Day of the Dead has lessons for life, says Rebecca Patterson
There’s something mesmerising about the exotic celebration of life and death that is Mexico’s Day of the Dead. Candlelit graveyards, brightly coloured skirts and extravagant floral displays whisk us away from our Northern European gloom to an alluring world where beauty can be found even in sorrow.
But while most of us can enjoy the vivid imagery, there are some aspects of Mexican traditions that perhaps most of us in Scotland don’t quite “get”. The deathly face make-up, the grinning skeletons carved into life-like poses, and the tradition of giving sugar skulls to children… Set within their own cultural context, these traditions are no doubt full of meaning and importance. However, in a culture where skeletons are generally seen only in horror films, many of these traditions can just seem a bit odd.
Yet there’s something inherently life-affirming about acknowledging loss amidst a nationwide celebration of life and love. If we like the sentiment, but struggle with some of the traditions, what could a Scottish Mexican Day of the Dead possibly look like? Earlier this month Scotland did hold its own version of the Mexican Day of the Dead, and there wasn’t a sugar skull in sight.
Communities on the Isle of Lewis gathered to share music, food and local stories of love, loss and daring deeds; a 20ft public memorial wall was erected in Wigtown town square; a care home trip to Portobello Beach celebrated the life of a recently deceased resident and friend; Penicuik YMCA hosted storytelling and drama for children affected by loss. An array of public events also took place – from a short film on the big screen during a Scotland rugby international at Murrayfield, to a remembrance concert by the RSNO quartet – across Scotland as people remembered, shared stories, celebrated and reminisced about dead loved ones.
All of this and more took place as part of To Absent Friends, a people’s festival of storytelling and remembrance, from 1-7 November. The festival was initiated by Good Life, Good Death, Good Grief, an alliance of organisations and individuals working together to raise public awareness of ways of dealing with death, dying and bereavement.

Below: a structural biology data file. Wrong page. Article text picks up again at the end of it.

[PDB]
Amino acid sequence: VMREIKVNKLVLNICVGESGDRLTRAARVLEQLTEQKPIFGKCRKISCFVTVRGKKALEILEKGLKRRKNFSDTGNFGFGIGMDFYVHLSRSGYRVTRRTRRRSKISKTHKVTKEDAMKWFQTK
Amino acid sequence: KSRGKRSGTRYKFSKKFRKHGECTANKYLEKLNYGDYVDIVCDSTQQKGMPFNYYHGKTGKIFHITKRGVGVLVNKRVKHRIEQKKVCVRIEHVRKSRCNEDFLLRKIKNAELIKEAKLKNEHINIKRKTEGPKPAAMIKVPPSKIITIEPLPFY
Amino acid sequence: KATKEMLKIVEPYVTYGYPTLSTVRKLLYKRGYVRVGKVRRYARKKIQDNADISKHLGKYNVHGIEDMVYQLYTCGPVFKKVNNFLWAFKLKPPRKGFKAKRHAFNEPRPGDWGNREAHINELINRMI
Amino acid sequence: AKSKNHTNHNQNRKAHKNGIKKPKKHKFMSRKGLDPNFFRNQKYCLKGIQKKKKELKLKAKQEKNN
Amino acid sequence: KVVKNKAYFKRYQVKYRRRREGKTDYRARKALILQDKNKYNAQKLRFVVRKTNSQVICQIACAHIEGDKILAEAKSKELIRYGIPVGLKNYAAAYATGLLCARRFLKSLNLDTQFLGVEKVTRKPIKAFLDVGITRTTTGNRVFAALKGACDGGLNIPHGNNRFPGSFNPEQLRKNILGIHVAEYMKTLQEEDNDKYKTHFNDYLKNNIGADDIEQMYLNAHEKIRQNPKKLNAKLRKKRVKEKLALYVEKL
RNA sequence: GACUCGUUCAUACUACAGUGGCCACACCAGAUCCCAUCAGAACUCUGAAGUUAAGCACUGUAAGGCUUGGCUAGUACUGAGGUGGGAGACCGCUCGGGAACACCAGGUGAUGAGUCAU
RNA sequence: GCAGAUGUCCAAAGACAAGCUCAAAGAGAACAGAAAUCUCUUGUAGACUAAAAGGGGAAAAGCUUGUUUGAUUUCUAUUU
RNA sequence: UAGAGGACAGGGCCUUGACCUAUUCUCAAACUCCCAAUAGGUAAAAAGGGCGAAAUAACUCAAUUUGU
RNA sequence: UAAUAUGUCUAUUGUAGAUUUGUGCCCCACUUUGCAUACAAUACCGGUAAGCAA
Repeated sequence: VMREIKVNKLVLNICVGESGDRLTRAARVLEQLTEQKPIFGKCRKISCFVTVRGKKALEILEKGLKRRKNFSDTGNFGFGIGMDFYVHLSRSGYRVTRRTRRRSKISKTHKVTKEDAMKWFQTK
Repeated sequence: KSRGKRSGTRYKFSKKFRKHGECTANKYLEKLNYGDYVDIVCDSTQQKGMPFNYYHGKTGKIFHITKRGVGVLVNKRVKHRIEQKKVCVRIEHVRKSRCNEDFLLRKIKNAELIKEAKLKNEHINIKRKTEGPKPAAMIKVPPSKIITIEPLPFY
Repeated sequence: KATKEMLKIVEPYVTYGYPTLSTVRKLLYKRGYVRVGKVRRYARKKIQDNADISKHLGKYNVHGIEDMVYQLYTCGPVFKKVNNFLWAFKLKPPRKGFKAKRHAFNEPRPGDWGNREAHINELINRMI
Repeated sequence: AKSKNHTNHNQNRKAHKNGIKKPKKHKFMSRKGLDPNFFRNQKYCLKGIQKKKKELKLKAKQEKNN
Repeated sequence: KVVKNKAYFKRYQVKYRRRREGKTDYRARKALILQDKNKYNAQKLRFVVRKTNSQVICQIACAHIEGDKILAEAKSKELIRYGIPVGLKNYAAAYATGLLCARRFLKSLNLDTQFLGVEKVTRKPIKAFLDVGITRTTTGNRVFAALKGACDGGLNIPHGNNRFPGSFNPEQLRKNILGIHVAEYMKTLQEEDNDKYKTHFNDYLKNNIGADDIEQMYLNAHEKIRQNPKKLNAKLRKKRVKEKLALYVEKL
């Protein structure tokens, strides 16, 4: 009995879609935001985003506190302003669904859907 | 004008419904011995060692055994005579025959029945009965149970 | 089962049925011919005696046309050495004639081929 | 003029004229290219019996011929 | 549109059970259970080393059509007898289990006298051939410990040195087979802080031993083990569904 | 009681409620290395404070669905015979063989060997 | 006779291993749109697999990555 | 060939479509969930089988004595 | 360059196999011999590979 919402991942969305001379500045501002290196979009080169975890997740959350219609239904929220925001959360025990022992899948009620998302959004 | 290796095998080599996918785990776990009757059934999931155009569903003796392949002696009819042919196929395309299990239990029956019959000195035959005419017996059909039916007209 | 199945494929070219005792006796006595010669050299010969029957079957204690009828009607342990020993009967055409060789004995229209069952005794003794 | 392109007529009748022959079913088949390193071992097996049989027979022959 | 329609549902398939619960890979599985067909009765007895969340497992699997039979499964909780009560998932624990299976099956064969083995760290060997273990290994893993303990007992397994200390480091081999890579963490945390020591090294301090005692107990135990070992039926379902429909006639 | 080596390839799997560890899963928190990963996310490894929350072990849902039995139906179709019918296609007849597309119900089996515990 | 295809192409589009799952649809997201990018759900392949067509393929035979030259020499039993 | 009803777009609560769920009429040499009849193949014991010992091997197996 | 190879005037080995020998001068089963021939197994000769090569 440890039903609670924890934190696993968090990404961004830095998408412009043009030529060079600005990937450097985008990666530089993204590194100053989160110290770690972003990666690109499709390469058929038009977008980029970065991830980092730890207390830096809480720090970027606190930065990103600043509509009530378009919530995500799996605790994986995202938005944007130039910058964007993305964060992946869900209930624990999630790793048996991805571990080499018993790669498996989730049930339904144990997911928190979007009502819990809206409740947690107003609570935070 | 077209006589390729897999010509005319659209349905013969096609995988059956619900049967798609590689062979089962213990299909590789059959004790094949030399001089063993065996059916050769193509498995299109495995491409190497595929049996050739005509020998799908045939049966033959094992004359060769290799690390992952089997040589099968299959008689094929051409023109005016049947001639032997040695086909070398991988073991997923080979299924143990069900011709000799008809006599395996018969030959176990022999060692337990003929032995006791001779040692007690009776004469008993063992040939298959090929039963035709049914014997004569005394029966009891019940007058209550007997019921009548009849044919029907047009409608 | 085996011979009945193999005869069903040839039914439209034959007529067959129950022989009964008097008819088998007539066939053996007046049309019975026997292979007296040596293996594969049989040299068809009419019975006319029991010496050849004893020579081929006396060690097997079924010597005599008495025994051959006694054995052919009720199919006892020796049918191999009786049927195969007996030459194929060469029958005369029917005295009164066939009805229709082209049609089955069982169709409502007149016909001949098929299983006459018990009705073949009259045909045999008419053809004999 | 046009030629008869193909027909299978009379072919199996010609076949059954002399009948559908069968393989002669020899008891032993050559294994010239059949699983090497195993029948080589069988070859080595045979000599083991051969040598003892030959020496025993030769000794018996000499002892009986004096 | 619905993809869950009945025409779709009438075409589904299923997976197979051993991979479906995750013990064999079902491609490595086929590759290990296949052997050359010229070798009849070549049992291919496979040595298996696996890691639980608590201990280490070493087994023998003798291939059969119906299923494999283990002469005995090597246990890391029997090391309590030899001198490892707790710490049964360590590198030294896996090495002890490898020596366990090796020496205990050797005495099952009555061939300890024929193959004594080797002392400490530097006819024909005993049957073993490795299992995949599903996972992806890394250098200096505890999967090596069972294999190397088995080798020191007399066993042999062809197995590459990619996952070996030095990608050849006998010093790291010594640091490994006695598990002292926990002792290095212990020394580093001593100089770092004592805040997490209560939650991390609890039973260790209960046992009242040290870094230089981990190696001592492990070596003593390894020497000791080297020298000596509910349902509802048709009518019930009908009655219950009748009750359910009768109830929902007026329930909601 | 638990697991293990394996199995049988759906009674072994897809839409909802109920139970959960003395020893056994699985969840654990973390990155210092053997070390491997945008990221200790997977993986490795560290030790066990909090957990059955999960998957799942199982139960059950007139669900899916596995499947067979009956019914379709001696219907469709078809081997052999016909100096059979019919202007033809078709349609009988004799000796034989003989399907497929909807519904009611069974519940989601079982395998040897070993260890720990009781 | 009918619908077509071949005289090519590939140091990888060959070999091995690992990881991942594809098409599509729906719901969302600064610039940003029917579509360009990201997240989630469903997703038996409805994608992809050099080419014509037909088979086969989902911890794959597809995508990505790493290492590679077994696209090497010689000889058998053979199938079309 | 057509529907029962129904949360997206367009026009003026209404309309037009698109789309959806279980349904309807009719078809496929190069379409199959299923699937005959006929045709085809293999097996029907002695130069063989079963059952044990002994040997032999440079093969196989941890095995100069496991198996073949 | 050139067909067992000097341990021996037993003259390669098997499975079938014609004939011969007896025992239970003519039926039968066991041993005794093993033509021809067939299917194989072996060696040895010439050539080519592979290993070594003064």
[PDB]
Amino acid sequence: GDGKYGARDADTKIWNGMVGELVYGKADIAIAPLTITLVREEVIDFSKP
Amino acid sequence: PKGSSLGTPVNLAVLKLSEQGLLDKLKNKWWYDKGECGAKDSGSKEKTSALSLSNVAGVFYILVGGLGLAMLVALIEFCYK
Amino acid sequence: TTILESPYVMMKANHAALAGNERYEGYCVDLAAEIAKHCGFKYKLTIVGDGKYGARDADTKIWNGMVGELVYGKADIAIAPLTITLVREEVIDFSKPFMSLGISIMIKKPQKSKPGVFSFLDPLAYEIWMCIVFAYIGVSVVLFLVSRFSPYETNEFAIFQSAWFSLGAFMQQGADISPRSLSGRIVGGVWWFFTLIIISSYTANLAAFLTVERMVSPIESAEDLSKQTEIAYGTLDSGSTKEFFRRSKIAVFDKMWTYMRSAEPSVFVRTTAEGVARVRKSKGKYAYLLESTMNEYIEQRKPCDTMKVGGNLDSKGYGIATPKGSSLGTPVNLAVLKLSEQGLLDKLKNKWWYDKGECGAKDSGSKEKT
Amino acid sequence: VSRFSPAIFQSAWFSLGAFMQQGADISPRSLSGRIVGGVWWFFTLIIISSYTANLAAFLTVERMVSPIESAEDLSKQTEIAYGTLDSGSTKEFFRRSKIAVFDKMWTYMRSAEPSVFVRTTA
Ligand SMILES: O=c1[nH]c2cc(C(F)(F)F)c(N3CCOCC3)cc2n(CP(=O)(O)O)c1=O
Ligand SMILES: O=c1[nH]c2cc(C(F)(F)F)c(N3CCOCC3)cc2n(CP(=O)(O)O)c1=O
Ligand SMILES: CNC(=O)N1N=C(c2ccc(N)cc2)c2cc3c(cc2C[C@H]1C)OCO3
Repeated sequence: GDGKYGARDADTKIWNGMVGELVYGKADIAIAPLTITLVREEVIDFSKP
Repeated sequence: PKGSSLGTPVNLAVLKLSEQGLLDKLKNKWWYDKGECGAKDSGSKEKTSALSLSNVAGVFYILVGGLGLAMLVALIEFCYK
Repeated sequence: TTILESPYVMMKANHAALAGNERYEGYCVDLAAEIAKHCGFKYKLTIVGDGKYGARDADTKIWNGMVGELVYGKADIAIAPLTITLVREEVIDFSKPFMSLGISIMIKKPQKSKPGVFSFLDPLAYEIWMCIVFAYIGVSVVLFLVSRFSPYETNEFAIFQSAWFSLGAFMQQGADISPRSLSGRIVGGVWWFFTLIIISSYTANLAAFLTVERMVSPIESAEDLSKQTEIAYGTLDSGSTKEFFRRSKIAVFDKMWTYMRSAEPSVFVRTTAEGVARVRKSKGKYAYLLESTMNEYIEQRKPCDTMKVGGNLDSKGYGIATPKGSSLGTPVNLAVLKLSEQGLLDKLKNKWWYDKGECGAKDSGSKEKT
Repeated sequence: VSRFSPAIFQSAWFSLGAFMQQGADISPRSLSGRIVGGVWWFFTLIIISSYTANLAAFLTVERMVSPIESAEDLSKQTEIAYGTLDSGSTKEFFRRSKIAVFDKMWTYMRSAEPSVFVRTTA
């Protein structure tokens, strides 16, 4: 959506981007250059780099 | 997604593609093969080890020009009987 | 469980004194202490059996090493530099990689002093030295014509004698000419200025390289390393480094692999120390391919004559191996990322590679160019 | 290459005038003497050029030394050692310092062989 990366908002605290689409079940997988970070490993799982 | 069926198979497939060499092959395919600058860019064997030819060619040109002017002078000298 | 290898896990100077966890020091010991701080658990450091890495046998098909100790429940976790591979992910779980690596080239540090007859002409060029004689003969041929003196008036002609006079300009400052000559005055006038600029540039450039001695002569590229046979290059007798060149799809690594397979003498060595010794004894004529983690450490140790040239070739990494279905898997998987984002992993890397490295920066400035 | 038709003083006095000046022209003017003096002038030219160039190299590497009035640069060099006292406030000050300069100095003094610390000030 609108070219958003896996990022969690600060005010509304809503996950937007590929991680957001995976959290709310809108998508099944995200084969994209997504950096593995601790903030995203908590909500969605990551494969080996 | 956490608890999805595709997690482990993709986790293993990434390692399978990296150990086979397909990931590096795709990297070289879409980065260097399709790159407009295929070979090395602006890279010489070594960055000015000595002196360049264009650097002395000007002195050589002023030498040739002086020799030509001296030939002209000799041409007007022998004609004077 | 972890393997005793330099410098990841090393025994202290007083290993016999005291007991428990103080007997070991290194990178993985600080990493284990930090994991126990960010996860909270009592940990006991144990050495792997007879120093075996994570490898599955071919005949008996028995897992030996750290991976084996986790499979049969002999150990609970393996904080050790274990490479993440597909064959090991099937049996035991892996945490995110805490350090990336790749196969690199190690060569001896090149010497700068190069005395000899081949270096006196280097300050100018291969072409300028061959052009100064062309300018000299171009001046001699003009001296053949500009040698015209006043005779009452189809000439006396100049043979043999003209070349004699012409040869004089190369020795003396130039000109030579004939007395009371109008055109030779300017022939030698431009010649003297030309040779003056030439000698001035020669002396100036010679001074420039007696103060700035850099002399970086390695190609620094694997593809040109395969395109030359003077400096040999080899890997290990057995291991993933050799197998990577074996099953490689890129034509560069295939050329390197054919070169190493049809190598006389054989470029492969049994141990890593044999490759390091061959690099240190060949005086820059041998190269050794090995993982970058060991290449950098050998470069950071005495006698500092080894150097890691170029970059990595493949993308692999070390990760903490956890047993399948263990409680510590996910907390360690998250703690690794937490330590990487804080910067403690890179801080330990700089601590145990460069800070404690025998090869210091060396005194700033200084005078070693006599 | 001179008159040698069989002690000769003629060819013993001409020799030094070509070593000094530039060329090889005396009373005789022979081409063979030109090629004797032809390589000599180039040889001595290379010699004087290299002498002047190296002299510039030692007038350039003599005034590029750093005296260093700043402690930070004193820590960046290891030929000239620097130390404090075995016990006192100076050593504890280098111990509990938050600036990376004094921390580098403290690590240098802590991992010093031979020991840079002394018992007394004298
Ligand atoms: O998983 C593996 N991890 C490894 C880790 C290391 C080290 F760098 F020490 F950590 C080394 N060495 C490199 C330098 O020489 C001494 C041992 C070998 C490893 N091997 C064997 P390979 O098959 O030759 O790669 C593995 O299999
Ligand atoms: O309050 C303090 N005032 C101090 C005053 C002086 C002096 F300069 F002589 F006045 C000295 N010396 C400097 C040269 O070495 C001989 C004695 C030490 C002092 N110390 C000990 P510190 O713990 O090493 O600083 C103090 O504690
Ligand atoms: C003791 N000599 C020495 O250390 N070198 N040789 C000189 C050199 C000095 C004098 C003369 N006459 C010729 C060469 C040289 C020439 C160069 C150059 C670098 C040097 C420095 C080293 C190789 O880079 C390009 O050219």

The Children’s Hospice Association Scotland (CHAS) is one of several organisations who are at the forefront of supporting the new festival. CHAS provides hospice services in Scotland for babies, children and young people who have life-shortening conditions for which there is no known cure.
Jon Heggie, director of fundraising and communication at CHAS, shares some of his experiences of working with parents who have experienced the death of a child: “Parents whose child has died say it can be difficult to talk about their child for fear of the uncomfortable reaction they’ll get – it takes on a whole new significance.
“Being able to share fond memories as part of the To Absent Friends festival is an important step towards building a culture where we can all support each other through the difficult times that come with death, dying and bereavement.”
It is not by accident that To Absent Friends falls just after Halloween – what is now largely a confectionery-fest for children was once a time when people reflected on mortality and those loved and lost. To Absent Friends is a response to an emerging desire in Scotland to reignite lost traditions. From writing a social media tribute when a friend dies to undertaking a sponsored event in memory of a family member, many of us want to remember and memorialise people who have died.
The new festival has taken off with surprising ease and been met with real enthusiasm in all kinds of quarters. Perhaps we’re not quite ready to meet a host of flamboyantly dressed Mexican Calavera Catrinas dancing down Princes Street, but it seems many of us would appreciate the excuse once a year to raise a toast to absent friends.
• Rebecca Patterson is policy & communications manager, Scottish Partnership for Palliative Care